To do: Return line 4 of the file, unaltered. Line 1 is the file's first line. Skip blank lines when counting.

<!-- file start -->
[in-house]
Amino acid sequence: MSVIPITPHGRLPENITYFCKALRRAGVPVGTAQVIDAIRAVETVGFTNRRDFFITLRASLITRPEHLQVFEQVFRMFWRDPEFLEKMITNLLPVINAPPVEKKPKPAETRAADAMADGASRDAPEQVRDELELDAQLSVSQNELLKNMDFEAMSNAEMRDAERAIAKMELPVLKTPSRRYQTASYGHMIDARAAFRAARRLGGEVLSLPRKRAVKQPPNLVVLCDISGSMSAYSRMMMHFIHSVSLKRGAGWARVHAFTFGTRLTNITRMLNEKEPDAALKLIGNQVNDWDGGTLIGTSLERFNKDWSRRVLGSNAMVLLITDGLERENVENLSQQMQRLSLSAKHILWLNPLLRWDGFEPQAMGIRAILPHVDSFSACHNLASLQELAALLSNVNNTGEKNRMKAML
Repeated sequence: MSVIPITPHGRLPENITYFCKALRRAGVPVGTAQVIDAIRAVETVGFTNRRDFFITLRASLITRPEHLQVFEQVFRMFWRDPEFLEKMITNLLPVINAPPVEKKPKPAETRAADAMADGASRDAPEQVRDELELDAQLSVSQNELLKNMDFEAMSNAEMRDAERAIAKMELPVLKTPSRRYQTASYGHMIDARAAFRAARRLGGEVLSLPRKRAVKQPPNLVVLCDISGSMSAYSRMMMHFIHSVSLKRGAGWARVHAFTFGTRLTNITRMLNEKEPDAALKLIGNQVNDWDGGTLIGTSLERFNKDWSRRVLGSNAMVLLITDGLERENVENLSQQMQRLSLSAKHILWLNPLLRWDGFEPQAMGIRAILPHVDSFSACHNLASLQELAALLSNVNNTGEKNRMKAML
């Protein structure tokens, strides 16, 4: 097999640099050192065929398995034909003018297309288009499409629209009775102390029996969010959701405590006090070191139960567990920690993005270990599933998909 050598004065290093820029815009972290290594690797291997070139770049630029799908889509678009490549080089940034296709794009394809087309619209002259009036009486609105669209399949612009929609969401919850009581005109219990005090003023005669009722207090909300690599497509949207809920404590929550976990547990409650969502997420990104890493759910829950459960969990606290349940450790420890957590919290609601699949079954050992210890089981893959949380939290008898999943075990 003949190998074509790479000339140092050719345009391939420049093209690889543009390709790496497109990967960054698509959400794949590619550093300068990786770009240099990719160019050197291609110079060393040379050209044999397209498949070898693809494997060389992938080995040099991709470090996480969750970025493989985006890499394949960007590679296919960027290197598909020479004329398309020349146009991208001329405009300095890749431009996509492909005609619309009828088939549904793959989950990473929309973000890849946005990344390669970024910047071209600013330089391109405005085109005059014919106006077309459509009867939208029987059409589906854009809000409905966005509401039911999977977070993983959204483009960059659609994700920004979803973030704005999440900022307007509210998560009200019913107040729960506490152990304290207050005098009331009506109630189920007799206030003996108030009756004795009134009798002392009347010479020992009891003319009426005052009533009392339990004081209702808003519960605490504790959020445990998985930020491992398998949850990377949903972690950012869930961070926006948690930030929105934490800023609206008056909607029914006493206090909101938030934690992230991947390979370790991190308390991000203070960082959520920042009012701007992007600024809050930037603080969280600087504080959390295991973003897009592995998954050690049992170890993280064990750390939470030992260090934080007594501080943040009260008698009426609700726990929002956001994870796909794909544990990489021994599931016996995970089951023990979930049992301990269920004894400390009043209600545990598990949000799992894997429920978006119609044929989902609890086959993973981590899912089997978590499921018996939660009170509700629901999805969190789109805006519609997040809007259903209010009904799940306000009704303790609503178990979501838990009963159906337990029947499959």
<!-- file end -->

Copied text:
């Protein structure tokens, strides 16, 4: 097999640099050192065929398995034909003018297309288009499409629209009775102390029996969010959701405590006090070191139960567990920690993005270990599933998909 050598004065290093820029815009972290290594690797291997070139770049630029799908889509678009490549080089940034296709794009394809087309619209002259009036009486609105669209399949612009929609969401919850009581005109219990005090003023005669009722207090909300690599497509949207809920404590929550976990547990409650969502997420990104890493759910829950459960969990606290349940450790420890957590919290609601699949079954050992210890089981893959949380939290008898999943075990 003949190998074509790479000339140092050719345009391939420049093209690889543009390709790496497109990967960054698509959400794949590619550093300068990786770009240099990719160019050197291609110079060393040379050209044999397209498949070898693809494997060389992938080995040099991709470090996480969750970025493989985006890499394949960007590679296919960027290197598909020479004329398309020349146009991208001329405009300095890749431009996509492909005609619309009828088939549904793959989950990473929309973000890849946005990344390669970024910047071209600013330089391109405005085109005059014919106006077309459509009867939208029987059409589906854009809000409905966005509401039911999977977070993983959204483009960059659609994700920004979803973030704005999440900022307007509210998560009200019913107040729960506490152990304290207050005098009331009506109630189920007799206030003996108030009756004795009134009798002392009347010479020992009891003319009426005052009533009392339990004081209702808003519960605490504790959020445990998985930020491992398998949850990377949903972690950012869930961070926006948690930030929105934490800023609206008056909607029914006493206090909101938030934690992230991947390979370790991190308390991000203070960082959520920042009012701007992007600024809050930037603080969280600087504080959390295991973003897009592995998954050690049992170890993280064990750390939470030992260090934080007594501080943040009260008698009426609700726990929002956001994870796909794909544990990489021994599931016996995970089951023990979930049992301990269920004894400390009043209600545990598990949000799992894997429920978006119609044929989902609890086959993973981590899912089997978590499921018996939660009170509700629901999805969190789109805006519609997040809007259903209010009904799940306000009704303790609503178990979501838990009963159906337990029947499959």